Betrayal at House on the Hill Review

Betrayal at House on the HIll game in play
For the first review from the horror genre, its time for Betrayal at House on the Hill.

In Betrayal, each of the players takes on the role of an explorer that is wandering around an old, creaky, haunted house. While they are wandering around, "scary" and "ominous" things begin occurring. They may run into a room where blood is pouring down the walls, they may encounter a family of skeletons, they may enter a mystic elevator, fall through the floor, find a secret stairway, or many other things. During this time, all of the explorers are on the same side, but because they don't trust each other much, they are trying to improve their character with items and stat bonuses because, eventually, an ominous event will occur drastically altering the rest of the game. (What actually occurs here is that certain rooms have an Omen icon, in which the player will draw an Omen card, and then roll several dice. If the total on the dice is lower than the number of Omen cards in play, then the "Haunt" begins). When the Haunt begins, one of the players will suddenly betray all of the other explorers (or die and take on the roll of the monsters - the determination of who is the traitor depends on which Omen started the Haunt and which room it was found in). The traitor will take the "traitor's tome" instruction manual, and the explorers will take the "survivor's guide" instruction manual, go to different places, and read the scenario from their character's perspective.

This leads directly into the first pro of Betrayal: replayability. There are about 50 different scenarios in the game. In some scenarios the house may be alive, Dracula or Frankenstein's monster may come out, you may be playing chess with Death, ghosts, mummies, vampires, etc. may be involved. For each of these scenarios the explorers and the traitor have their own rules about what they are trying to do in order to defeat the other side, and each has its own win condition.

Thus the second pro of Betrayal: the scenarios are well done. Each one plays very differently, and the concept that one side does not know what the other side is trying to do is an innovation that I had not seen in games other than Betrayal.

Now for the cons: First, since there are so many scenarios, each with different counters (for a total of approximately 8,000,000 counters give or take 7.5+ million), the amount of time spent looking for the correct counters can be somewhat frustrating. Secondly, since each side only knows their own rules, there can be situations in which the players don't necessarily know if certain things are legal - and so it is useful to have someone that is familiar with the game present to mediate these disputes.

Overall, Betrayal at the House on the Hill gets a 9.5/10. It is by far the best game of the horror genre that I have ever played. (Full disclosure - I don't play horror games especially often, and I only tried this one because I found a new copy of it for $3.) I highly recommend this game to anyone who is comfortable playing a game of the horror genre, but if you don't want to read cards that are about blood on walls, skeletons, zombies, etc, please don't bother with the game, because I know that the subject matter of the game can make people uncomfortable.

If Betrayal at House on the Hill sounds interesting, you might also check out Cargo Noir, Glory to Rome, and Battlestar Galactica.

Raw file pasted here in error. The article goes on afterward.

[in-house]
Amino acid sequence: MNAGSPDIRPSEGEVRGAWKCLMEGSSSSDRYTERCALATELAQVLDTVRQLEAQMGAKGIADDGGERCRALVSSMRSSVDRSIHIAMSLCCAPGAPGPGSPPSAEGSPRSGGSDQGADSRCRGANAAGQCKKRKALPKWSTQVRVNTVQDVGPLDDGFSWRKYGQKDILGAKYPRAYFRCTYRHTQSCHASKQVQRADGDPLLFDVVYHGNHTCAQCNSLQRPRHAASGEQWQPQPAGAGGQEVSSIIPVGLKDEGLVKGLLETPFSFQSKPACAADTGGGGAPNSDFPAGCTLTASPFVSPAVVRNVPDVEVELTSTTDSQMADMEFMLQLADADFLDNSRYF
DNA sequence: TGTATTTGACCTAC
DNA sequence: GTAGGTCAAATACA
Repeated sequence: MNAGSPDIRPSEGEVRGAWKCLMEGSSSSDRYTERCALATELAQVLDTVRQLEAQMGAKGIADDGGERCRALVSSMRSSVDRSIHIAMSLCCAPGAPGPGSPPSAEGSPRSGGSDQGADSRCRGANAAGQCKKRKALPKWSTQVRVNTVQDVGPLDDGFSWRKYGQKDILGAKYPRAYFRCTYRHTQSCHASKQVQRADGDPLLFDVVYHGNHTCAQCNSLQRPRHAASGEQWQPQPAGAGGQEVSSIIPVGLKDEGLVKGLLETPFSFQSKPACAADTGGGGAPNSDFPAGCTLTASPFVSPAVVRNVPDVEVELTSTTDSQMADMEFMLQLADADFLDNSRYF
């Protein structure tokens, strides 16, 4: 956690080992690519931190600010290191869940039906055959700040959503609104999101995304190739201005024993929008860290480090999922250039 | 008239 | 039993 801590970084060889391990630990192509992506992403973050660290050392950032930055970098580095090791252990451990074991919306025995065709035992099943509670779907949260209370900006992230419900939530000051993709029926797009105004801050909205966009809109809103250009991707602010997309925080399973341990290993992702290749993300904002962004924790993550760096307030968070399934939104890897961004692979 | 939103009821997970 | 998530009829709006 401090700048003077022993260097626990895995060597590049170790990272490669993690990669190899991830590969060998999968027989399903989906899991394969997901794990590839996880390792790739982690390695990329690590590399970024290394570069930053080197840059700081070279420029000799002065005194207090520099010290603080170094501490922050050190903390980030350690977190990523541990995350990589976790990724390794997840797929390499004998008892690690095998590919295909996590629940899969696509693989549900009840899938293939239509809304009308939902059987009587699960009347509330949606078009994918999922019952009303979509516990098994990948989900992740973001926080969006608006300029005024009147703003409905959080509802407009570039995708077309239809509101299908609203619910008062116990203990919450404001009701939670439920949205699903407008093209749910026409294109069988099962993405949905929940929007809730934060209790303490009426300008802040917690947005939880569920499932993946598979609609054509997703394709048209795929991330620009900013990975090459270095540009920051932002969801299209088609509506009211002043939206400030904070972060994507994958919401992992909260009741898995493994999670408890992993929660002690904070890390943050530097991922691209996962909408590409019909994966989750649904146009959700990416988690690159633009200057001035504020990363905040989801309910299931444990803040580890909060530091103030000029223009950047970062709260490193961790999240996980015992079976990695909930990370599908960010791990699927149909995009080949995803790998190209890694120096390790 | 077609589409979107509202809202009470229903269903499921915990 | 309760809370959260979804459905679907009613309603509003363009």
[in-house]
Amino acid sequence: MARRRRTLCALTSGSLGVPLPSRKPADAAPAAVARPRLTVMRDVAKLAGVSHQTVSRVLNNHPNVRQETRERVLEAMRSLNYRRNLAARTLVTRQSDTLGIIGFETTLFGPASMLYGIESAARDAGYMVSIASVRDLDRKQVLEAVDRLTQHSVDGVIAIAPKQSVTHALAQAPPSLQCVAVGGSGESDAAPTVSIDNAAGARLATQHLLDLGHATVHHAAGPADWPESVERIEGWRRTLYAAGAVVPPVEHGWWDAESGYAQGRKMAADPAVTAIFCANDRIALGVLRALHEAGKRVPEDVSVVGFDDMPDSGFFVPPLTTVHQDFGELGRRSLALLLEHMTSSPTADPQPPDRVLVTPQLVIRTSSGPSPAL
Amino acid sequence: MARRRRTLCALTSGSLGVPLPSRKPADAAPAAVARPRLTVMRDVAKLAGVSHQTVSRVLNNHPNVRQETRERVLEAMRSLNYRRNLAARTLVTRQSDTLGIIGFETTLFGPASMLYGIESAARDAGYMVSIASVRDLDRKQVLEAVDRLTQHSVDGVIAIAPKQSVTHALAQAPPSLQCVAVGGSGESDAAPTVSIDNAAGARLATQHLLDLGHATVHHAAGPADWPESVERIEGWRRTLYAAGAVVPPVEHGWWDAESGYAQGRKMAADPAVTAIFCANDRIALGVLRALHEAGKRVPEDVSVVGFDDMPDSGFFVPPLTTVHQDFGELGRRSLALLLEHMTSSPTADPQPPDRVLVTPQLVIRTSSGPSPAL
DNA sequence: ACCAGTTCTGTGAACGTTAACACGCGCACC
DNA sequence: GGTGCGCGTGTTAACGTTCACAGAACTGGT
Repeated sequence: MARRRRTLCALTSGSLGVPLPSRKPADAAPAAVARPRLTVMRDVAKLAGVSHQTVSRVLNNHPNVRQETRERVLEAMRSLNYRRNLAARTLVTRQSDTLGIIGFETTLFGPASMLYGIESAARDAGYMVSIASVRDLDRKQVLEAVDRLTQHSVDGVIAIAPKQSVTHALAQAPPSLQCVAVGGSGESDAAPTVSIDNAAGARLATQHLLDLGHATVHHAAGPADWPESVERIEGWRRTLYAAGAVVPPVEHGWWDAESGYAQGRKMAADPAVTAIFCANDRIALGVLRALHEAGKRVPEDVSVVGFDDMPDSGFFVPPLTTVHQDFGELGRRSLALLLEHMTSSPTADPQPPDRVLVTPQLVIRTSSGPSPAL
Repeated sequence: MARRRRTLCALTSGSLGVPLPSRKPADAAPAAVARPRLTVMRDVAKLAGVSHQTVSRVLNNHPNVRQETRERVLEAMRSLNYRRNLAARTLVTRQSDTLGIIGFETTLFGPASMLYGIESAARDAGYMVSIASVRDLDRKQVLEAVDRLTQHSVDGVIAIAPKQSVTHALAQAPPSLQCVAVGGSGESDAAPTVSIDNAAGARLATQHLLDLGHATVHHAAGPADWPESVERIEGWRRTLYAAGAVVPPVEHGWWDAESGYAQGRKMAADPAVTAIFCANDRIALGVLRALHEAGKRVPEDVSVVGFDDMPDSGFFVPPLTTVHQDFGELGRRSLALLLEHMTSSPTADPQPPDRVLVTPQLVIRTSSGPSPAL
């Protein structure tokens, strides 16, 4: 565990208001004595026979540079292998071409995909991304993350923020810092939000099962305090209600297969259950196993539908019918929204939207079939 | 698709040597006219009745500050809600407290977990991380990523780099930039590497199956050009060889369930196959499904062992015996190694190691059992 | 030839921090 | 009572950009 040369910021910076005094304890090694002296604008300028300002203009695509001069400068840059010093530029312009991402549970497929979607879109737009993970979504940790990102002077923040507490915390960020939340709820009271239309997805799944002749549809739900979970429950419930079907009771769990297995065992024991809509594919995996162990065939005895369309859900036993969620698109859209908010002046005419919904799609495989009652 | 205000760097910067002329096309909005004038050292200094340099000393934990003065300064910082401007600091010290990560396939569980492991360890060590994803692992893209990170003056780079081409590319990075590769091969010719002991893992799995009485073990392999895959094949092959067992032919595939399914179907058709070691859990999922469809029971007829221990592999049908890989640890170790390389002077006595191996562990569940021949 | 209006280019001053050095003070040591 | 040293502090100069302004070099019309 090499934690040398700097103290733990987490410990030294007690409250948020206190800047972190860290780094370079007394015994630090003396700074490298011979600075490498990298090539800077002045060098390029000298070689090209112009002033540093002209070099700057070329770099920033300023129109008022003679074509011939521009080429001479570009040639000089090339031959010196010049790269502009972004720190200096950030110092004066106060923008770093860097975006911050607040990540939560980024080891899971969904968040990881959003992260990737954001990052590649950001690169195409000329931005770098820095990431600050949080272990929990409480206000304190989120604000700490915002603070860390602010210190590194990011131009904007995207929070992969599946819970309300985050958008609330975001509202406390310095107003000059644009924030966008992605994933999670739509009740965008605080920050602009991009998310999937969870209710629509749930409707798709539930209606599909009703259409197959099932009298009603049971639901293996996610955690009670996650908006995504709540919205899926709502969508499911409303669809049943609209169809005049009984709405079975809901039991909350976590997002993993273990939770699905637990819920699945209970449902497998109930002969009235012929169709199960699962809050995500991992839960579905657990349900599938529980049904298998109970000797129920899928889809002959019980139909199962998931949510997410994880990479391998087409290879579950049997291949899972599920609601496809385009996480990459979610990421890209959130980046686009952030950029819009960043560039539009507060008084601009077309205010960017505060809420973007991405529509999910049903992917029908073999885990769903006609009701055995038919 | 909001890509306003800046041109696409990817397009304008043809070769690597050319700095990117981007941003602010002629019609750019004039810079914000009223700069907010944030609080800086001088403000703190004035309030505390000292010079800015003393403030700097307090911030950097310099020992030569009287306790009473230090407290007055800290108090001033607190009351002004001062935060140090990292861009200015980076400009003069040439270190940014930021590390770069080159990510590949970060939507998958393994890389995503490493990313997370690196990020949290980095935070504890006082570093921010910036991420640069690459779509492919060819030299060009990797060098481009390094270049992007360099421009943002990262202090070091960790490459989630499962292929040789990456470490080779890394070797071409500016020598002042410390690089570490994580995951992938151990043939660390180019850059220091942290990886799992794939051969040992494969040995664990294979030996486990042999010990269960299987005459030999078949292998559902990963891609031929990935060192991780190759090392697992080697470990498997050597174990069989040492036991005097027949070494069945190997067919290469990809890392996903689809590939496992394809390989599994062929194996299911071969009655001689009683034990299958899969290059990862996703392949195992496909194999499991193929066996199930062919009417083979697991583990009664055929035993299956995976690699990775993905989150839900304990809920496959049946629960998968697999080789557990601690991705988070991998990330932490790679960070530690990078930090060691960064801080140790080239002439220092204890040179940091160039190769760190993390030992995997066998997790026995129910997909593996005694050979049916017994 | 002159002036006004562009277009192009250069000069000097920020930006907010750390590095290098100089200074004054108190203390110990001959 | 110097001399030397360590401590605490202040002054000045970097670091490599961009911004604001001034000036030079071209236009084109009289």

1. First, since there are so many scenarios, each with different counters (for a total of approximately 8,000,000 counters give or take 7.5+ million), the amount of time spent looking for the correct counters can be somewhat frustrating.

    This is something the second edition of the game rectified. Cherished tokens like Rocketship and Dog were replaced by a much smaller pool of generic tokens: one set for items, several different sorts of general purpose monsters and the "master monsters" too, like Crimson Jack and Frankenstein's Monster.

  2. Awesome to know, thanks Tyler! Something that made my set have even more tokens is that my copy came with only half the tokens, but two copies of them (instead of having all of them). When I emailed Avalon Hill they gave me another full set, so I wound up with 3 copies of several of them.

  3. There are, indeed, a lot of little tokens in this game. Still, it's a lot of fun, with a ton of replayability. My wife and I get together semi-regularly with some other married couples to play games, and we often end up playing Betrayal because it's so much fun. We have yet to get the same scenario twice.

    I'll admit, though, that some of the scenarios are really unbalanced. The last time we played, the traitor had shrunk everyone to the size of a mouse, and had sent a pair of cats to capture and then eat us. The cats were both ridiculously powerful--we couldn't physically damage them, and their mental stats were as good as or better than everyone else's. (Which doesn't make a lot of sense to me--why would a cat be smarter than, say, a twelve-year old girl?) We had to find a toy airplane, pick up at least half the surviving heroes, and escape out the window.

    The cats could move very quickly, though, and the toy airplane could be knocked out of the air. Once it was on the ground, was hard to get it back in the air, because the cats could drag anyone who got the engine started out of the plane. We eventually all got munched. Those cats were just ridiculously over-powered.

  4. Love this game! How on earth did you find it for $3 Josh?

    A.J. Porfirio
    Owner and Chief Game Designer, Van Ryder Games

  5. I got lucky - my local Hastings had it on super clearance. But, honestly, I've also found it two more times for about $10 at another clearance deal (and gave one to a friend)... just had great luck with this one!